Deep in the bowels of Serkworks Laboratories, mad creator, Scott Serkland and his hard hatted minions toil away, concocting a curious collection of cartoon robots, aliens, zombies, and other imminent threats to humanity. Speaking of concocting imminent threats to humanity, the minions have pulled back the curtain and exposed the...
Hey Kids! (and kids at heart) If you’re a fan of rag tag kid team-ups from the 80′s like The Goonies and Monster Squad, If you can’t get enough Zombies, If you love comics, then Serkworks has a story for you! Young and the Dead follows eleven year old Sam Young and his little brother Tad as they join forces with some...
Introducing Serkscapes, Themed Environments! Imagine transforming any ordinary space into a tropical rain forest, pirate ship or enchanted castle! Serkscapes combines custom murals, sculpture, 3-D signage and scenic design creating unbelievable results! With Serkscapes anything is possible! Here’s a few samples of what Serkscapes can...
It’s time once again for Serkwork’s Annual Year End Wrap Up!
Since I started this current incarnation of the Serkworks website/blog way back in 2012 (not so long ago, really, but what seems like forever in internet years), I have been making it a point to document my goals and aspirations for the year ahead and reflect on what I accomplished during the previous year. I find that the act of writing my goals down and publishing them in blog form accomplishes two things. First, it makes it very easy for me to look back and see just how well I did in achieving what I set out to do. It also adds a level of accountability and a greater incentive for me to strive to reach my goals. Letting myself down is one thing, but I feel if someone is expecting me to deliver something in a certain amount of time, I want to do my best to make that happen.
Looking back on 2014.
2014 started out rocky and there were many more bumps to be found along the road. This was the first year in a long while that I have made my living solely off of my income from Serkworks. Previously, I had worked on staff at various game design and multimedia companies. During this time, I unwisely let my client base dwindle, so in a way freelancing full time again was like starting from scratch. Not to mention the climate for freelance illustration and design has changed dramatically from the days when I made it my full time living. Fortunately, over the course of the year I made inroads and connected with some awesome new clients that are doing exactly the type of work I enjoy doing. So things are looking up for 2015.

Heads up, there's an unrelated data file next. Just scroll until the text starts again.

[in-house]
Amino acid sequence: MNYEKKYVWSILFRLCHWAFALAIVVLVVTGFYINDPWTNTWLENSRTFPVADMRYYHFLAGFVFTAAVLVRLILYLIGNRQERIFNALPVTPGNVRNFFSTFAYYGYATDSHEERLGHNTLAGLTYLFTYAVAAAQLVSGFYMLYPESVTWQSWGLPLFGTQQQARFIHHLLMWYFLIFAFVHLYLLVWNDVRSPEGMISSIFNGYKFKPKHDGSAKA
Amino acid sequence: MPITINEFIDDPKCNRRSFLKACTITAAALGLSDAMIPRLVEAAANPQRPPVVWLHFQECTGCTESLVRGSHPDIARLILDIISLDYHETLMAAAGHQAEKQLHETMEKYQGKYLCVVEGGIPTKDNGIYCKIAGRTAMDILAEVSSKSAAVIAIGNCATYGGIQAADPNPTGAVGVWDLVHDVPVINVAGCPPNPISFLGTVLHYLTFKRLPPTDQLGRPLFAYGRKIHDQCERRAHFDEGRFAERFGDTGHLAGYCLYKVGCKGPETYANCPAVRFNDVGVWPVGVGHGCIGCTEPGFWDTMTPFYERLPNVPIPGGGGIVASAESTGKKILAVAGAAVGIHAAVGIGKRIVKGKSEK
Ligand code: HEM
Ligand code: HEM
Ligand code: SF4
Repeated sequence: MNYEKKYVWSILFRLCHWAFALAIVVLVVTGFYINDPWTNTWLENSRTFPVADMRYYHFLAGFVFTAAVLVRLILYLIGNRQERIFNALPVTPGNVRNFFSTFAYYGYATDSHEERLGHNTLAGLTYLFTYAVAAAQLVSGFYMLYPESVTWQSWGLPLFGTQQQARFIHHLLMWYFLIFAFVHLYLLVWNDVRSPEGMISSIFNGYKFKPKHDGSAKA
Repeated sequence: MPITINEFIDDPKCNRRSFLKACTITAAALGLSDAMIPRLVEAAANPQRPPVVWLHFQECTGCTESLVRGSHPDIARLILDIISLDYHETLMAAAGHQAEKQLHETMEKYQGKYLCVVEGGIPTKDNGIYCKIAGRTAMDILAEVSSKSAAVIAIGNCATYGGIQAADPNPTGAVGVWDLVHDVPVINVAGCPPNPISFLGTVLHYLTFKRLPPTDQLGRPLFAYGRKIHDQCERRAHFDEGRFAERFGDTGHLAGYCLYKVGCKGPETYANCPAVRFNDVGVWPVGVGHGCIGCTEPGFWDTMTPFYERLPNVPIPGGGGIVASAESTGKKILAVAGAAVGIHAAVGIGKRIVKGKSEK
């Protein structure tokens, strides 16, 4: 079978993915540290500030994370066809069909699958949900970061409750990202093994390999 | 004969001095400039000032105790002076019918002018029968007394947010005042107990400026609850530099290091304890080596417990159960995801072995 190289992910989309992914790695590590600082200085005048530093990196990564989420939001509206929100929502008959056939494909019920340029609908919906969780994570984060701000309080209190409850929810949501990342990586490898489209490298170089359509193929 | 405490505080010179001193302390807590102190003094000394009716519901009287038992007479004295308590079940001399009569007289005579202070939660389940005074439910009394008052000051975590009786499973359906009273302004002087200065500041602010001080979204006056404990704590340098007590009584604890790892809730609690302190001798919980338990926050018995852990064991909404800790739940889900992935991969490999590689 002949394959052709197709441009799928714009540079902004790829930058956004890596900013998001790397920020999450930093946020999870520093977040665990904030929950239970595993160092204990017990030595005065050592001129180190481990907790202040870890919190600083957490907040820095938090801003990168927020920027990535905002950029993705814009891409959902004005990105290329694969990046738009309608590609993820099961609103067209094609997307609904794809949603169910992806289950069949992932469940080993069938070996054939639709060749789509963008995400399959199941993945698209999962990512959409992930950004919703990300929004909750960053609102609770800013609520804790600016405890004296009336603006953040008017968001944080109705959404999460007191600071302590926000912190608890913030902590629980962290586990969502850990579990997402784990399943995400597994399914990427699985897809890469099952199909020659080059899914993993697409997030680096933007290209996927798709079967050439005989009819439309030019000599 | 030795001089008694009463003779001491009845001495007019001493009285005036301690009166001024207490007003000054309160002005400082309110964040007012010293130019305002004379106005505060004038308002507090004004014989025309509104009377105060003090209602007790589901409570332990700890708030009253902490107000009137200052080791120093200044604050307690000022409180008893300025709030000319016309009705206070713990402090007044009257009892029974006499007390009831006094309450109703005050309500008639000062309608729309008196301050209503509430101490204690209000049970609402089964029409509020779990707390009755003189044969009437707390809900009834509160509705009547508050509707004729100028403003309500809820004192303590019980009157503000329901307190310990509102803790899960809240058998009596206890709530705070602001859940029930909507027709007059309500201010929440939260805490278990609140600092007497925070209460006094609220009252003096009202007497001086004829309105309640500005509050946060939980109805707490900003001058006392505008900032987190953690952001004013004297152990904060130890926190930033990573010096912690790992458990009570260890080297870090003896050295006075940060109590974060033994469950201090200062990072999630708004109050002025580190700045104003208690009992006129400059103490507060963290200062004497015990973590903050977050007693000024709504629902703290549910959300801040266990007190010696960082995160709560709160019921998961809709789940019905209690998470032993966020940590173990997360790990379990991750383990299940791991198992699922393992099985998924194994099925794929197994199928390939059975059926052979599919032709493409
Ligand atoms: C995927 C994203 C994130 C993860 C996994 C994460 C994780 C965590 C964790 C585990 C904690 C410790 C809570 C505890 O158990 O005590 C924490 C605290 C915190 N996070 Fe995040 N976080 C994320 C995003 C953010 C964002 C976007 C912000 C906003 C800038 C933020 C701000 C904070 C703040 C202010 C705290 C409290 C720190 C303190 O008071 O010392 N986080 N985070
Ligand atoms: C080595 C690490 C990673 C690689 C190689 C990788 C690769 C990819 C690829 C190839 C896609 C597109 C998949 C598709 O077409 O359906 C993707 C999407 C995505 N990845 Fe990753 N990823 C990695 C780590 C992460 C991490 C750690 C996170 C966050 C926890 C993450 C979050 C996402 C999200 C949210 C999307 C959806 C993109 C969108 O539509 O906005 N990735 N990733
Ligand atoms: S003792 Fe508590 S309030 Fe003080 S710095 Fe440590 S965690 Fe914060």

In addition to servicing the needs of my clients, I have been working hard to establish Serkworks as a brand, with a line of goods aimed at enthusiast of the mad sciences and that dovetails into last year’s goals. Let’s revisit…
Last Year’s Goals:
As I stated last year, my primary goal was to stay hyper-focused on building and marketing Serkworks as a brand – think of it like a mad scientist supply company. For example, let’s say you are an evil genius with aspirations of taking over the world. You’re probably going to need plans to build your death ray, components to create your chemical concoctions, or the occasional motivational poster to hang in your underground lair. Well Serkworks Labs aims to be your one stop shop for all your diabolical needs. Products created by mad scientists for mad scientists. The goals I set for Serkworks in 2014 were in service to this idea.
An all new bigger and better trade show booth for conventions.
I traded in my existing booth for a larger, more versatile design. I love the first booth I made. It was eye-catching, but it had some major drawbacks. For one, it was constructed of large PVC tubes which proved to be bulky and hard to transport. At the center of my original booth was a spinning display which, while pretty cool, was time consuming and difficult to set up.
I ended up scrapping the whole design and starting from scratch. I created artificial pipes out of foam. The advantage of which is that they are lightweight, flat, and can be stacked more compactly for transport. I was also able to create some really funky shapes and sizes that were not available with the store-bought PVC pipe. I can also configure the new pipes in different arrangements depending on the size of the booth or venue. Eliminating the spinning display allowed more room to showcase more of my products. You can see some process videos of me building the booth on my You Tube channel.
I wanted to add at least one more convention to the list of shows I exhibited at in 2014. Fortunately the folks who put on Phoenix ComicCon created a new sister convention called Phoenix Fan Fest. Although the show wasn’t a big monetary success for me (or most of the vendors I talked to), it was a first year show with the potential to grow, and with the show located in the West Valley, it is more convenient for me than downtown. So I will most likely add it to my list of future shows.